Autologous transplantation, including autologous cord blood transplantation, entail the risk of reverse transmission, something that is the case especially for childhood leukemias, some of which have a genetic origin (somatic mutations) (e23, e24). In autologous transplantation, the graft versus leukemia (GVL) effect (see Glossary gif ppt) is lacking; this effect contributes crucially to preventing recurrences and is also lacking in identical twins, whose traits are 100% consistent. The absence of the GVL effect in this setting results in more frequent recurrences (e25).

One brochure advertising cord blood banking for donors’ own use mentions that more than 25 000 “stem cell transplantations” had been undertaken in Europe. This number is correct and may, for example, come from the EBMT Survey 2006, which, however, does not list autologous cord blood transplantation (Table gif ppt).

The same brochure also mentions the first successful treatment of leukemia with autologous cord blood. In 2007, an autologous cord blood transplantation was performed in a child with a leukemia recurrence in the central nervous system (e27). However, this transplantation was merely an additional measure to try to reduce possible further recurrences in a very rare constellation.

According to the Internet and the daily press, cord blood stem cells are used in organ substitution/replacement, curing young-onset diabetes, and growing people’s third set of natural teeth. One statement on the web page www.nabelschnurblut-tv.de might be -misunderstood to mean that cord blood counteracts cerebral damage and speech problems resulting from oxygen deprivation—the translated quote: “[...] This boy could be helped thanks to his parents’ foresight. Immediately after his birth they had stored his umbilical cord blood with a private provider. Only five days after the transplantation, Dallas spoke his first words [...]”.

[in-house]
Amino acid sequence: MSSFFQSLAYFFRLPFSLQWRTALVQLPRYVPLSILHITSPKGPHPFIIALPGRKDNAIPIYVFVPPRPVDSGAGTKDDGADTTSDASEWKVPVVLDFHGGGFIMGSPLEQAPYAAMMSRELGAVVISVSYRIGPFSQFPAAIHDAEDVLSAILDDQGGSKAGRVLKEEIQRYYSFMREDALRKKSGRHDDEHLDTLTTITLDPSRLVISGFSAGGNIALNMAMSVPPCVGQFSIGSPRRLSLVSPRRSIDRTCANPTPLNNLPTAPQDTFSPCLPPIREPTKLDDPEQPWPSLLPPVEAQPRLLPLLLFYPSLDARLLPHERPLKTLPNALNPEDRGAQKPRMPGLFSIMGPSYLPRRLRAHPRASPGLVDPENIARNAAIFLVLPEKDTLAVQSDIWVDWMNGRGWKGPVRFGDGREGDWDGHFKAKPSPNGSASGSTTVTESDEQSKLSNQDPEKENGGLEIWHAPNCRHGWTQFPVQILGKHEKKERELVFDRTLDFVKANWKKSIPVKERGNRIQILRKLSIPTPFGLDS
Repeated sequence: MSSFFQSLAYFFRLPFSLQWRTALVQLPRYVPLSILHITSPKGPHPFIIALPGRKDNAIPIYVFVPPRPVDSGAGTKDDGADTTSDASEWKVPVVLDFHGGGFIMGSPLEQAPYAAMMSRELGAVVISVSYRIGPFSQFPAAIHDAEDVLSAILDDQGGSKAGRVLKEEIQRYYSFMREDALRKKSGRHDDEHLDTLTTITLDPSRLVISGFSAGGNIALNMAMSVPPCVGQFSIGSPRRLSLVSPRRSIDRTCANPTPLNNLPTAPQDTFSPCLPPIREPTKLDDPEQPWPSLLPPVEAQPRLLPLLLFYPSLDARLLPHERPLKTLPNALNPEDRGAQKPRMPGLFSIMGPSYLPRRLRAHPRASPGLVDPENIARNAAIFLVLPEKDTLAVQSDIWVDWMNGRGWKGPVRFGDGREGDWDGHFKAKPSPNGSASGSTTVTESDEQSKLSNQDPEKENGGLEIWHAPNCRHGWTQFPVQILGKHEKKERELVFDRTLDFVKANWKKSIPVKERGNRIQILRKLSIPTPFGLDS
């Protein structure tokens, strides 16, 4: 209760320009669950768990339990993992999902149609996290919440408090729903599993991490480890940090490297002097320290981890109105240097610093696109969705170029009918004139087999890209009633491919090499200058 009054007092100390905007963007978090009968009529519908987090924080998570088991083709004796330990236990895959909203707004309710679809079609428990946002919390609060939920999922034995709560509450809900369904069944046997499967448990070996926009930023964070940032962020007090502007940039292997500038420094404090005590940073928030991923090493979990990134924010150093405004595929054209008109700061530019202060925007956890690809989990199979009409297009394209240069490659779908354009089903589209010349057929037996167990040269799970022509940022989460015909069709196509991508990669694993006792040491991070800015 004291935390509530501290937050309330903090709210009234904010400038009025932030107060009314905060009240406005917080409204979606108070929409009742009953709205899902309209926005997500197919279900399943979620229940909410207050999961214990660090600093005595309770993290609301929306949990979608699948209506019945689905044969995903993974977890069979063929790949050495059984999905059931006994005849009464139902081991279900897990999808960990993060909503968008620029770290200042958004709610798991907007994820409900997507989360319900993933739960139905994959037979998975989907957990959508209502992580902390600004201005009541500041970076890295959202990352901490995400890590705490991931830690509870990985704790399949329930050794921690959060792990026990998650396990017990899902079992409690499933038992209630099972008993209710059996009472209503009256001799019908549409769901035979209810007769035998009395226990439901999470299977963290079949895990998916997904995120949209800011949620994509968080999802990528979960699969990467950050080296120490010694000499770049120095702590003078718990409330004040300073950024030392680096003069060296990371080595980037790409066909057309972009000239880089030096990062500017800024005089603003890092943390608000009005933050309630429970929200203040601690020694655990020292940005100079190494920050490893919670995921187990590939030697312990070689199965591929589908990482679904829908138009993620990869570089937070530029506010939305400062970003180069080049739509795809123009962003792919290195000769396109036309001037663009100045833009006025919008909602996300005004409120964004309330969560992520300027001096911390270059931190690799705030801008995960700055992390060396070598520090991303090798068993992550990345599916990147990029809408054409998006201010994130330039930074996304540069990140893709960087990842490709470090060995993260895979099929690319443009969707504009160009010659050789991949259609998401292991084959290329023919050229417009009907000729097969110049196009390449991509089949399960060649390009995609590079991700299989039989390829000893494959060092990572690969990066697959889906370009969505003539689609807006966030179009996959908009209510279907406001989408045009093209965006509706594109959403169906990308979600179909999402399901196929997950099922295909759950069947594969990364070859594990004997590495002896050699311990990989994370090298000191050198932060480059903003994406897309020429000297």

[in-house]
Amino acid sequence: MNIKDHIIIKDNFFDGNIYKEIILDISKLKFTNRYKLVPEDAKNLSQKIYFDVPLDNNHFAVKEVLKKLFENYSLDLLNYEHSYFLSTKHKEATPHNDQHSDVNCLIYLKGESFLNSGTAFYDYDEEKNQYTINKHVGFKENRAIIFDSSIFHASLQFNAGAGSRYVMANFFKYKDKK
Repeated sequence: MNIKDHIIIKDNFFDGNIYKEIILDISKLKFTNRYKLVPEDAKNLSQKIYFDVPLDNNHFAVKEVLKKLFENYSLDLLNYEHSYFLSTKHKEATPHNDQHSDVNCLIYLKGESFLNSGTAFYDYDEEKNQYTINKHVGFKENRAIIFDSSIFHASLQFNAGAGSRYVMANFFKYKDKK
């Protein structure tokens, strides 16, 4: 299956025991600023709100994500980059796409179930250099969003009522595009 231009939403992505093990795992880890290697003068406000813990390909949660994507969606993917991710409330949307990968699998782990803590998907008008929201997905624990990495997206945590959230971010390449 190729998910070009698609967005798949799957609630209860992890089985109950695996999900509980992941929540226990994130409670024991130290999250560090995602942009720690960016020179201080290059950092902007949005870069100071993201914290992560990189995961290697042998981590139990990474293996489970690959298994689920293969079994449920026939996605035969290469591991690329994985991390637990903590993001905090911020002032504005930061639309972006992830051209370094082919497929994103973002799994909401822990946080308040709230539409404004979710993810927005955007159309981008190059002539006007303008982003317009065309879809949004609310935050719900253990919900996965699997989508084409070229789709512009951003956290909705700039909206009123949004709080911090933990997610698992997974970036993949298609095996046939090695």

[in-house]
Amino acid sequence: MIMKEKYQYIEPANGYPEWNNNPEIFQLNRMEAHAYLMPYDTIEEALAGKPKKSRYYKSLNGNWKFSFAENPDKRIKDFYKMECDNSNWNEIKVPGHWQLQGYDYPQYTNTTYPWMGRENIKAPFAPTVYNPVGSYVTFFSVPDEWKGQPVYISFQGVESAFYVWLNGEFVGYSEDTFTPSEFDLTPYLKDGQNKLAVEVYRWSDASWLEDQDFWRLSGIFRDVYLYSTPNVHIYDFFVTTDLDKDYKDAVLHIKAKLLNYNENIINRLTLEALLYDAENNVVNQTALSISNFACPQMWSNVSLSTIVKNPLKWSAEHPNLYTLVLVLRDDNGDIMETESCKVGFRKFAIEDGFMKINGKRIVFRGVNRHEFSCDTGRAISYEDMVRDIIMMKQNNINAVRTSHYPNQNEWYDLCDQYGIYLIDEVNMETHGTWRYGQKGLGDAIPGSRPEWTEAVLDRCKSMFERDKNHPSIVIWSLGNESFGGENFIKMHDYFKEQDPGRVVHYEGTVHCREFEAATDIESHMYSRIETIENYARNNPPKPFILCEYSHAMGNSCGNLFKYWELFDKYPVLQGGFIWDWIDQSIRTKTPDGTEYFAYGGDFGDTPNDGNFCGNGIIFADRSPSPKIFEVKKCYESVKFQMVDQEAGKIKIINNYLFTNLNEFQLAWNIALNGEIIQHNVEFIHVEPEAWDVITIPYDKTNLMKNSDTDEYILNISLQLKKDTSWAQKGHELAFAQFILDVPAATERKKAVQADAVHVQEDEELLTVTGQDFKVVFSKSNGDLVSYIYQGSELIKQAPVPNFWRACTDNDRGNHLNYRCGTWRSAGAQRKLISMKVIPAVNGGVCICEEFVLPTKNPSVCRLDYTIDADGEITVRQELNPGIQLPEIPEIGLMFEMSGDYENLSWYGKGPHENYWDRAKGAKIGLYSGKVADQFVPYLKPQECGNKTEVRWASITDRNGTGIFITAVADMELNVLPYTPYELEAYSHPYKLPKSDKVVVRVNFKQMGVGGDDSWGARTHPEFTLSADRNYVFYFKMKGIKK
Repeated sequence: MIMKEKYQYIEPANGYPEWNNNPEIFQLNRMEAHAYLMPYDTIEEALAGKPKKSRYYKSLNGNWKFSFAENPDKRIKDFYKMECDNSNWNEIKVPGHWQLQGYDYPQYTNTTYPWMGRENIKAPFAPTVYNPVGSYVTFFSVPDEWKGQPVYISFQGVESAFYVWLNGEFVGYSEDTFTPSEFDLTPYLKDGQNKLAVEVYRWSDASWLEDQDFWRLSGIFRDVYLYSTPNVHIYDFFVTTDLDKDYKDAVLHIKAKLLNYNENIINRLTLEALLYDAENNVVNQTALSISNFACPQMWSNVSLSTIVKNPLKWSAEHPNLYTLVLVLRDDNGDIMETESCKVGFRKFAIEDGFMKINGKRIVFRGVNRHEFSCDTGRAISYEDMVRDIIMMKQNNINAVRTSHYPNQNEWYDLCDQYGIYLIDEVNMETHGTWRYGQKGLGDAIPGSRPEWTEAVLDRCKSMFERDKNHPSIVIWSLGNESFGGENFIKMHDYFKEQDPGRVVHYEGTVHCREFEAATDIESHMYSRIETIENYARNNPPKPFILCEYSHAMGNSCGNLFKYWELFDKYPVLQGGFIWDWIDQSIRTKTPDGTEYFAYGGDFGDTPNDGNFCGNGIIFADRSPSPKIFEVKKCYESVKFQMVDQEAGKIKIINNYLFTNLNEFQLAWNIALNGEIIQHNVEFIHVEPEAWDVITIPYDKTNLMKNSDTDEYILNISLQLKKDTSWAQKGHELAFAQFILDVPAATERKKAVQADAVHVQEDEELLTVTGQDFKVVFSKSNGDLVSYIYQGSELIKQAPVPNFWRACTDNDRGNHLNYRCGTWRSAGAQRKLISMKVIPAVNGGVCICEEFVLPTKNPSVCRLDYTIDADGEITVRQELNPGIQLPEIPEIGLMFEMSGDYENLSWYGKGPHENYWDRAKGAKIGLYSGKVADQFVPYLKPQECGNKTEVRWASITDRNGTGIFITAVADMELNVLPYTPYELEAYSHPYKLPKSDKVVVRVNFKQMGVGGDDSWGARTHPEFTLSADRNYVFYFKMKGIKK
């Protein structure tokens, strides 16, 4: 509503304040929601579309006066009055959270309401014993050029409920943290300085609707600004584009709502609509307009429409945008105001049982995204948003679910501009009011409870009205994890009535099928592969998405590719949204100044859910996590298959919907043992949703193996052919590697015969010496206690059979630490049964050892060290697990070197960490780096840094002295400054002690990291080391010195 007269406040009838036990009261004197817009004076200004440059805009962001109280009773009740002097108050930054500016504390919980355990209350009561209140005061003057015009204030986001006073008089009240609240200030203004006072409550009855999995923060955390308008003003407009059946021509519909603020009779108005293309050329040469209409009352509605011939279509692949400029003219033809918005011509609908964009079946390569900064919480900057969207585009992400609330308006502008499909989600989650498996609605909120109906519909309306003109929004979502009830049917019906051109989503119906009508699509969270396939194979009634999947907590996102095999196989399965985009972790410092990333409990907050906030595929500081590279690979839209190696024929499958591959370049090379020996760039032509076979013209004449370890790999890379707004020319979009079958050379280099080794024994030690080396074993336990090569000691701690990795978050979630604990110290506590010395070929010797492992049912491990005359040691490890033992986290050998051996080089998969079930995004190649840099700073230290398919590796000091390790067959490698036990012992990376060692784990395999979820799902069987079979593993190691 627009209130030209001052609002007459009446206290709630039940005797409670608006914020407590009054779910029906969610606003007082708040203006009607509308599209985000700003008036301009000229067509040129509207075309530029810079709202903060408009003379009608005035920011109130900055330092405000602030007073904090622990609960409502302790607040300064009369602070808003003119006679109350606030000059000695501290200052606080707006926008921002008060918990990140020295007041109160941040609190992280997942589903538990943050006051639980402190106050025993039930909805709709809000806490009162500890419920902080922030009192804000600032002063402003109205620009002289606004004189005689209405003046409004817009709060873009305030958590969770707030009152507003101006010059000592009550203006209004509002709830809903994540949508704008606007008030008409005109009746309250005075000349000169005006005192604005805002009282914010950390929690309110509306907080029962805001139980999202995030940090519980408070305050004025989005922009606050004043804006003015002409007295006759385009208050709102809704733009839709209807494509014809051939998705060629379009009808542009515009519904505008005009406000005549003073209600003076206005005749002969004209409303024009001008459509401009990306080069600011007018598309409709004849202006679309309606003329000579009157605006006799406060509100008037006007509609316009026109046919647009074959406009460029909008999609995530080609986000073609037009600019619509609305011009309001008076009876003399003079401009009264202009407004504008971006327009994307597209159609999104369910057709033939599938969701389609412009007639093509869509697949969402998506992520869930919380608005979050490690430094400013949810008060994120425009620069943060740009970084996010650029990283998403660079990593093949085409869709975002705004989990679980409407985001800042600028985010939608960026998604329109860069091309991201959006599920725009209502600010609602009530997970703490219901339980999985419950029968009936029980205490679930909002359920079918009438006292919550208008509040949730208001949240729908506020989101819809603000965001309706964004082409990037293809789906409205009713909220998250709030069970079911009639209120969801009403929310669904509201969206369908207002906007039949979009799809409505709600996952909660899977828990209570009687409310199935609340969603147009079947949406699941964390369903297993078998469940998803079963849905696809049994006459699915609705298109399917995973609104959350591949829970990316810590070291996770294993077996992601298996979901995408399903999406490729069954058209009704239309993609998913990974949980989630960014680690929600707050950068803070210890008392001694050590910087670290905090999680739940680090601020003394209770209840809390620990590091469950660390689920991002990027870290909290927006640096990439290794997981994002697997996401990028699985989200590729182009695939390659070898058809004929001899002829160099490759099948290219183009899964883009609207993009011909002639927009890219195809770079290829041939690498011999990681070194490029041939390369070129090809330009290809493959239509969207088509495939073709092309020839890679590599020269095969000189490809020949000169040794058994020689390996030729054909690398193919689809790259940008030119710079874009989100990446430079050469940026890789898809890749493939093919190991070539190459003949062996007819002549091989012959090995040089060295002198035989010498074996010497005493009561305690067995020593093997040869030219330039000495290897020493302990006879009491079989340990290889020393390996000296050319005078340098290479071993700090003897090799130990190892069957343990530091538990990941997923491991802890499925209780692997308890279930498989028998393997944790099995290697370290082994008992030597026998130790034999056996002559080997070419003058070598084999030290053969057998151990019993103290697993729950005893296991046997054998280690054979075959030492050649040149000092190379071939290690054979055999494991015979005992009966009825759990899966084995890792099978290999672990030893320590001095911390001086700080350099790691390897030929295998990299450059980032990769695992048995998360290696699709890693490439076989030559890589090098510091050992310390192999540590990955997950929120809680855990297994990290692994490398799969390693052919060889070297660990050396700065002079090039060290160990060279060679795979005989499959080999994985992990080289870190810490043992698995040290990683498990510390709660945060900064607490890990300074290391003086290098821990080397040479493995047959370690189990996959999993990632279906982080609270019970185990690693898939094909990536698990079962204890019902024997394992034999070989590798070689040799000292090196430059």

For a while now, there has been an option of making the cord blood stored for one’s own use available to patients (“combined donations”). This means that on request the cord blood can be entered into a registry, but the blood remains the child’s property. Only where an acute need for the blood arises the parents—or the child, if of age—decide whether to actually make the blood available. This seems positive at first glance, but in reality it means the following:

• The owner of the transplant would be forced to decide about a patient’s life or death in an extreme case scenario; often cord blood becomes the option only if no other donor is available (e16).
• The decision about releasing the transplant is not on the hands of a medical professional.
• The registries would be offering preparations whose availability they cannot guarantee— without any medical justification whatsoever.

Offering such combined preparations would entail a non-medically indicated, probably life threatening, delay for the patient.